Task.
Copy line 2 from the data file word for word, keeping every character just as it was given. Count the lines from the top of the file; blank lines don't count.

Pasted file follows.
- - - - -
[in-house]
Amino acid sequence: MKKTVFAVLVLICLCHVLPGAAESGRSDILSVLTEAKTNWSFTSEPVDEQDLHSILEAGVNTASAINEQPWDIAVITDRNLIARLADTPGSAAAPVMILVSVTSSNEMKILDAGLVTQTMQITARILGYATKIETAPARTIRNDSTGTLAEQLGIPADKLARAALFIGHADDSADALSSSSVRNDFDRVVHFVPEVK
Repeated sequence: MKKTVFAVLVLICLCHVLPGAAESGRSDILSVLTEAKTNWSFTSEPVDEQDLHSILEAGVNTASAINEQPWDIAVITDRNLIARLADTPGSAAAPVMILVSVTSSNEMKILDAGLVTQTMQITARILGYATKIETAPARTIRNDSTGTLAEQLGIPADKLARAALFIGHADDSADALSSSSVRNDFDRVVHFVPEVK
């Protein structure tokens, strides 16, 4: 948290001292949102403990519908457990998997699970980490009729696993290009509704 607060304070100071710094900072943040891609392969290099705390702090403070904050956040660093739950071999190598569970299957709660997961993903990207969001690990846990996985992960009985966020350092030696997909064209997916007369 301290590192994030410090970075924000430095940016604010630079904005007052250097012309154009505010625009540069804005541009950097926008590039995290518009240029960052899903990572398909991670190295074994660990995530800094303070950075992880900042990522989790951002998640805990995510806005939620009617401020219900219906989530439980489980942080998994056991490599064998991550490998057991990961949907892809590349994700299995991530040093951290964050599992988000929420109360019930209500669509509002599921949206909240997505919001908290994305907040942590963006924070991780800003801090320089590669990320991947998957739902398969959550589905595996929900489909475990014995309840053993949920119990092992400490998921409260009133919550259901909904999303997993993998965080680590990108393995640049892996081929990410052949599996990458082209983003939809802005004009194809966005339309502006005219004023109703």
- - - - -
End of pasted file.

Amino acid sequence: MKKTVFAVLVLICLCHVLPGAAESGRSDILSVLTEAKTNWSFTSEPVDEQDLHSILEAGVNTASAINEQPWDIAVITDRNLIARLADTPGSAAAPVMILVSVTSSNEMKILDAGLVTQTMQITARILGYATKIETAPARTIRNDSTGTLAEQLGIPADKLARAALFIGHADDSADALSSSSVRNDFDRVVHFVPEVK